1. Splitting the stock also gives existing shareholders the feeling that they suddenly have more shares than they did before.
  2. The receipt of the additional shares will not result in taxable income under existing U.S. law.
  3. Usually, reverse stock splits are announced by companies that have low share prices and want to increase them–often to avoid being delisted.
  4. A stock split does not change the value of a stock because it does not change the fundamentals or growth prospects of the underlying company.
  5. NerdWallet, Inc. does not offer advisory or brokerage services, nor does it recommend or advise investors to buy or sell particular stocks, securities or other investments.

They may not appear immediately after the market close on July 21 as the process and the timetable can vary slightly from brokerage to brokerage. Stock splits are a way a company’s board of directors can increase the number of shares outstanding while lowering the share price. It’s a tactic for making a stock more attainable to smaller investors, particularly when its price has ratcheted sky-high over time. A stock split can make the shares seem more affordable, even though the underlying value of the company has not changed. Let’s say the company’s board of directors decides to split the stock 2-for-1.

If you then sell it for $125 per share, you’ll have a $25 per share gain — not bad based on the $400 you paid for pre-split shares. Apple hasn’t yet declared a dividend for the period after the split. However, what usually happens is that the per-share dividend payment gets adjusted to reflect it. So for instance, Apple just paid an $0.82 per share quarterly dividend in early August. After the 4-for-1 split, it’s likely that the company will declare next quarter’s dividend in the amount of $0.205 per share — one-fourth the size of the old dividend.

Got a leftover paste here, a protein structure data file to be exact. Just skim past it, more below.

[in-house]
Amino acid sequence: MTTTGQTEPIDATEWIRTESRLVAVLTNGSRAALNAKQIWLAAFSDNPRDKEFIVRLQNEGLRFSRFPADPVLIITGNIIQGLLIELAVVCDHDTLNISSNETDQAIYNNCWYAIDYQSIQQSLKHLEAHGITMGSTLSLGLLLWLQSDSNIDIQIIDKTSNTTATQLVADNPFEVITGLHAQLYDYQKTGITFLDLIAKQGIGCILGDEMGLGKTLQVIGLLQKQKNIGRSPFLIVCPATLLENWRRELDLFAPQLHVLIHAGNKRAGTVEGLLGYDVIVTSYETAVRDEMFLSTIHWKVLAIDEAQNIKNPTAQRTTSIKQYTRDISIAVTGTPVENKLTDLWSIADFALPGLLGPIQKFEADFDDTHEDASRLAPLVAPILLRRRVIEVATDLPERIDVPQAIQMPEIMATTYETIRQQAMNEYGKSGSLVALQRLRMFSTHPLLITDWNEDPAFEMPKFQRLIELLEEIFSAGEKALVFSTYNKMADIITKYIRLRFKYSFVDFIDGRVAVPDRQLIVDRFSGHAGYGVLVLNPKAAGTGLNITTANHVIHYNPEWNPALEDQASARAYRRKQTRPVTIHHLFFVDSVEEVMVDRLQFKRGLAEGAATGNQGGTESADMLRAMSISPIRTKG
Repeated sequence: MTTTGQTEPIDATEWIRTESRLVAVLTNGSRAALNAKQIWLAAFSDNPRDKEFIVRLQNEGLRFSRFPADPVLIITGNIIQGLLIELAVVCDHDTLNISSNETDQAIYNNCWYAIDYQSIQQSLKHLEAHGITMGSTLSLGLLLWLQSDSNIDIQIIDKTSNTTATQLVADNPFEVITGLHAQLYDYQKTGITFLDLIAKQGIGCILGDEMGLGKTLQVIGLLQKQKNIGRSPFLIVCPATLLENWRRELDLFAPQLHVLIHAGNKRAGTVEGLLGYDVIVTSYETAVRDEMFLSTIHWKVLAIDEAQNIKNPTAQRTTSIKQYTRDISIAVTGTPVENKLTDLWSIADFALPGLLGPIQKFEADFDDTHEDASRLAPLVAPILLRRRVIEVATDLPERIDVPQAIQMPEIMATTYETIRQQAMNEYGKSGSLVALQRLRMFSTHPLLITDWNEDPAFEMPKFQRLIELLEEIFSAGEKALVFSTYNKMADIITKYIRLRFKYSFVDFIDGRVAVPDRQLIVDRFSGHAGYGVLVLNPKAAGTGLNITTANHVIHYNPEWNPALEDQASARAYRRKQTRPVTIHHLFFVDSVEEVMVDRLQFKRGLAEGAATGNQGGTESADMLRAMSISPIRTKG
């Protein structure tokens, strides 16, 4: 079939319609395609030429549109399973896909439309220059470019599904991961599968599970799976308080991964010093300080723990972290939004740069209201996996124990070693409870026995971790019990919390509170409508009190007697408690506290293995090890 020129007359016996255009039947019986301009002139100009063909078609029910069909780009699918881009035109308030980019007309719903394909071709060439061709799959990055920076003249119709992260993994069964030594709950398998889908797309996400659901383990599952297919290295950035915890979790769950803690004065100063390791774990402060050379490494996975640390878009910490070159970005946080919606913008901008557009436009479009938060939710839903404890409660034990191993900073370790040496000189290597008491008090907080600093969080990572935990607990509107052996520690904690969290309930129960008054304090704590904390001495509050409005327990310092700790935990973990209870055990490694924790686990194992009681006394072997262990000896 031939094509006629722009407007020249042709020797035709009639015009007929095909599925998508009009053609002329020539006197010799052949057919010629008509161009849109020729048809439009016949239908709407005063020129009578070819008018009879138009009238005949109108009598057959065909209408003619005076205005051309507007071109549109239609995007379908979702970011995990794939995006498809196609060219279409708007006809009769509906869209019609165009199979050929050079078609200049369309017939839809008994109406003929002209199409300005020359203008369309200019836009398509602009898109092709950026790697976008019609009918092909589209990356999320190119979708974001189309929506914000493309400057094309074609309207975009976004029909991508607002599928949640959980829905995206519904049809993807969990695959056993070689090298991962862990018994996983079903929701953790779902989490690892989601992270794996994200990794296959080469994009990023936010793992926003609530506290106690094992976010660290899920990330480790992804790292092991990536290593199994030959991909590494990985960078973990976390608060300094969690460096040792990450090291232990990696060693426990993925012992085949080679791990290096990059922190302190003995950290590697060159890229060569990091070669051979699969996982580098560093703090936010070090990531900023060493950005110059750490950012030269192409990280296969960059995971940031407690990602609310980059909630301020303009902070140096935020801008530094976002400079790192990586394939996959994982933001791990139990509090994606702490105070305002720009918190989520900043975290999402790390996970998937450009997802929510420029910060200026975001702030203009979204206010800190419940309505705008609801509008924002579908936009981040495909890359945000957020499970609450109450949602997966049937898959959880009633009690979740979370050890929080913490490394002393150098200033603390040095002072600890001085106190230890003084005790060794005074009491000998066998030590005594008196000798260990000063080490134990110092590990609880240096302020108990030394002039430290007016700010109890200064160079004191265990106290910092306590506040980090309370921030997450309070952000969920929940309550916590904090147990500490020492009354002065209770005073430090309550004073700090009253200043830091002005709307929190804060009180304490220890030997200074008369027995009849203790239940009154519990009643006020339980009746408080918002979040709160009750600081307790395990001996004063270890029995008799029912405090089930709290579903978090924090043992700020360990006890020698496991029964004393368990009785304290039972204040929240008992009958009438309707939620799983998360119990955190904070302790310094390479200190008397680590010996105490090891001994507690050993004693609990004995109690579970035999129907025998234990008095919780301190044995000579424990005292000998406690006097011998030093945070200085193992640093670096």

It’s worth noting that the newly issued shares might not be available immediately on June 10. Timetables can vary slightly from brokerage to brokerage, so it can often take several days for the new post-split shares to be reflected in investors’ accounts. The same is also true of options, which give holders the right to buy or sell a stock at a pre-determined price within a certain period of time. Typically, the underlying reason for a stock split is that the company’s share price is beginning to look expensive.

All publicly traded companies have a set number of shares that are outstanding. A stock split is a decision by a company’s board of directors to increase the number of shares outstanding by issuing more shares to current shareholders. Certain mutual funds may not invest in stocks priced below a economic lot size model preset minimum per share. A company might also opt for a reverse split to make its stock more appealing to investors who may perceive higher-priced shares as more valuable. Most investors are more comfortable purchasing, say, 100 shares of a $10 stock as opposed to 1 share of a $1,000 stock.

Get instant access to video lessons taught by experienced investment bankers. Learn financial statement modeling, DCF, M&A, LBO, Comps and Excel shortcuts. After the split, your holdings are still worth $15,000, as shown by the calculation below.

This is especially true now with more and more investors having access to low-cost trading platforms. Buying and selling stocks is now easier than ever, and for many investors these recent splits might be an entry point into companies they have long admired. For example, in June 2014, Apple split seven for one, meaning each share became seven. Apple went from having roughly 861 million outstanding shares at about $645 per share to about six billion shares at about $92 per share. Despite there being more shares, the total value of Apple’s market cap remained the same at roughly $555 billion.